Field Notes: Ballroom Dancing in Hawaii

Each month Field Notes explores Honolulu’s vibrant and varied scenes and subcultures. This month: ballroom dancing at the Palladium.
The Palladium is open every day of the year, except Christmas, Thanksgiving and New Year’s.

Photos: David Croxford


The Palladium is the top venue for ballroom dancing in Hawaii and a meeting place for nine local ballroom dance clubs. The clubs use it for competitions, exhibitions, lessons and workshops, as well as weekday recreational dancing and weekend balls. Located on the second level of the Ala Wai Golf Course Clubhouse, the Palladium features an 11,000-square-foot eucalyptus-wood dance floor. The floor is said to be perfect for dancers to glide without slipping as they waltz, tango or cha-cha through the enormous dance hall.


The Palladium can comfortably hold about 500 dancers at once, without too many collisions or smashed toes. Mondays through Thursdays, from noon to 3 p.m., a few hundred ballroom dancers routinely show up to practice their moves during a time block set aside for recreational ballroom dancing. Senior citizens predominate. “I dance every day for two hours,” says one of the regulars. “Then I go home and take a nap.”


White ties, tails and full-length gowns, a la Fred Astaire and Ginger Rogers, are donned for exhibitions and certain formal events. Otherwise, dress is fairly casual. But proper shoes are a must. Many dancers wear shoes with thin suede soles that slide effortlessly on the eucalyptus floor. Shoes with cleats, taps, spiked heels or black rubber soles that might scuff the floor are prohibited.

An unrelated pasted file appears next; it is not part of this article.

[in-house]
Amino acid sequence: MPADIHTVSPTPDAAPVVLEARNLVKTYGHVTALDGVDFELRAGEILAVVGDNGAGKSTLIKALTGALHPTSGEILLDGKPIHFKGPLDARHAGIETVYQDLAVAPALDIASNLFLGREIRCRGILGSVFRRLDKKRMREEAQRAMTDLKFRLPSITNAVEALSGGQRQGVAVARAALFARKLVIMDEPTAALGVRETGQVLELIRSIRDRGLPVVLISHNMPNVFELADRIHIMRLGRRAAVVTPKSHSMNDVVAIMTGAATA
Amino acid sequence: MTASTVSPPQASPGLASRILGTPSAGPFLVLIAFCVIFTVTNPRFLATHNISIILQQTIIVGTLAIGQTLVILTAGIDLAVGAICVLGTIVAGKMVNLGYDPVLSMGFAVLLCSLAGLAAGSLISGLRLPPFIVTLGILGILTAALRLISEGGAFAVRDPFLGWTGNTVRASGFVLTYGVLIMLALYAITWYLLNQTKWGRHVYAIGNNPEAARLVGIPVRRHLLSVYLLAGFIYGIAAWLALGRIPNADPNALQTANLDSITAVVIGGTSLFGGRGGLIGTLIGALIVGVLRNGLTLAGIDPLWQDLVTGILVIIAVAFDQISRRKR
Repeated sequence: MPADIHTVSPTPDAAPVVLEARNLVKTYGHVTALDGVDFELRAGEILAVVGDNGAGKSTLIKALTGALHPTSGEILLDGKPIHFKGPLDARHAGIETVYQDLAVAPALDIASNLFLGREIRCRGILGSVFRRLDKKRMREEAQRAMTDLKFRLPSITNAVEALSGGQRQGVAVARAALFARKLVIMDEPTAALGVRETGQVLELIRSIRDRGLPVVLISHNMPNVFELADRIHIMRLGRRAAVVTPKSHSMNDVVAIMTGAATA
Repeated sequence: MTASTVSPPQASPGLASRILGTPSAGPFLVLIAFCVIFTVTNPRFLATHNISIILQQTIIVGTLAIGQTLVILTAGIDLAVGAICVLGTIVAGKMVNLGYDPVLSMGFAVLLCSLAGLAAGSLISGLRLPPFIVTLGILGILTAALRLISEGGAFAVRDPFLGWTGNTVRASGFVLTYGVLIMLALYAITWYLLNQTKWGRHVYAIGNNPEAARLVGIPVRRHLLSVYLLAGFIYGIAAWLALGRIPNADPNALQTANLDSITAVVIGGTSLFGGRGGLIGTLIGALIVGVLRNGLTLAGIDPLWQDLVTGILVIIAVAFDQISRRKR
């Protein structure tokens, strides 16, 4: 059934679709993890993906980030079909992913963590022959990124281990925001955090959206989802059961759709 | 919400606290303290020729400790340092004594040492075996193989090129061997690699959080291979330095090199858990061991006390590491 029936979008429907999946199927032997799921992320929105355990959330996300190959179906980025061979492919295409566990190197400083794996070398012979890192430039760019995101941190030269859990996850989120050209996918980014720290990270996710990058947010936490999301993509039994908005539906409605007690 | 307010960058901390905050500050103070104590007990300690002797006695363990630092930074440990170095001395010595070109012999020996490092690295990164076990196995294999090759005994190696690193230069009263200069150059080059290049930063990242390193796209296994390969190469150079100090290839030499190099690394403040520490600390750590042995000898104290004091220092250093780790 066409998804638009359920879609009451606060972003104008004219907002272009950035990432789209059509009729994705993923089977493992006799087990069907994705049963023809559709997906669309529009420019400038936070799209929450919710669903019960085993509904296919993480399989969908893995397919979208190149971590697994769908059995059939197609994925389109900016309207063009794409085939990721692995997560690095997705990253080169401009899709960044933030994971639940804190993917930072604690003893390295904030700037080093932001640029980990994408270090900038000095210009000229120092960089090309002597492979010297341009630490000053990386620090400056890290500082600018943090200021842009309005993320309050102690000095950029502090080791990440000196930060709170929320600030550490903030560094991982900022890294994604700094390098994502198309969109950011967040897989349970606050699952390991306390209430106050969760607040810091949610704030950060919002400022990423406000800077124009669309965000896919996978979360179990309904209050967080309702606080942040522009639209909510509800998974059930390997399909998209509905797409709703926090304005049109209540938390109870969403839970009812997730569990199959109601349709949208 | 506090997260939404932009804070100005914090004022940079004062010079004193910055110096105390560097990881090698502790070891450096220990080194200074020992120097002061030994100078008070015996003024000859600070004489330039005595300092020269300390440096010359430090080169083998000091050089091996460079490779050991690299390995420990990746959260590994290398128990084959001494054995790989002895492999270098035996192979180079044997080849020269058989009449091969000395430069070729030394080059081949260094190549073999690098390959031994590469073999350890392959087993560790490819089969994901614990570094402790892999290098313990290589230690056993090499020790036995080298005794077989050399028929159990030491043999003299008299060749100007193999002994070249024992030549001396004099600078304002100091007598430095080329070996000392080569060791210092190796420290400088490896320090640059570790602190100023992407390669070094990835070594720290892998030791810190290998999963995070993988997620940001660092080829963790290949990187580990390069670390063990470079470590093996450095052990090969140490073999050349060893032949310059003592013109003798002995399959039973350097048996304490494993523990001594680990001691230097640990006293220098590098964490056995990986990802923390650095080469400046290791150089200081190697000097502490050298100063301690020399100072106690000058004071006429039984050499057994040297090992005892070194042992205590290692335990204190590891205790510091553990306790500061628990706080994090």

Some men bring fresh shirts to change into partway through the dance. These men may refer to a long, enjoyable, sweat-filled night at the Palladium as “a three-shirt evening.” Women simply pat themselves dry with towels, rather than change clothes.


Officially, the Palladium is known as the Ala Wai Golf Course Multi-Purpose Recreation Facility. It’s administered by the city’s Department of Parks and Recreation, which does not limit its use solely to ballroom dancing. This, as the ballroom dancers like to point out, flies in the face of the bronze plaque at the main entrance, which recognizes the founding of the Palladium in 1990 by ballroom dancers.

What’s most irksome to the ballroom dancers, however, aren’t the line dancers, swing dancers, Scottish folk dancers or other dancers who have staked claims to the space. It’s the non-dance groups competing for the Palladium’s coveted time slots.

In 2002, as some ballroom dancers still recall, the Cat Fanciers’ Association held a cat show at the Palladium; lingering dander aggravated the dancers’ allergies and left the eucalyptus floor dangerously slippery.

More recently, a bridge club seeking time at the Palladium has caused some consternation. As one dancer puts it, “I don’t know why a bridge club needs a dance floor.”



On a typical Friday or Saturday night, 400 or so ballroom dancers turn out. Highly trained professional and internationally ranked competitive dancers mix with enthusiastic amateurs of varying skill levels. Most dancers have regular dance partners, but many come solo. Women without partners tend to outnumber men in the same boat by at least 4-to-1. Single women sometimes hire expert male dancers to serve as escorts for the evening. Rates start around $300.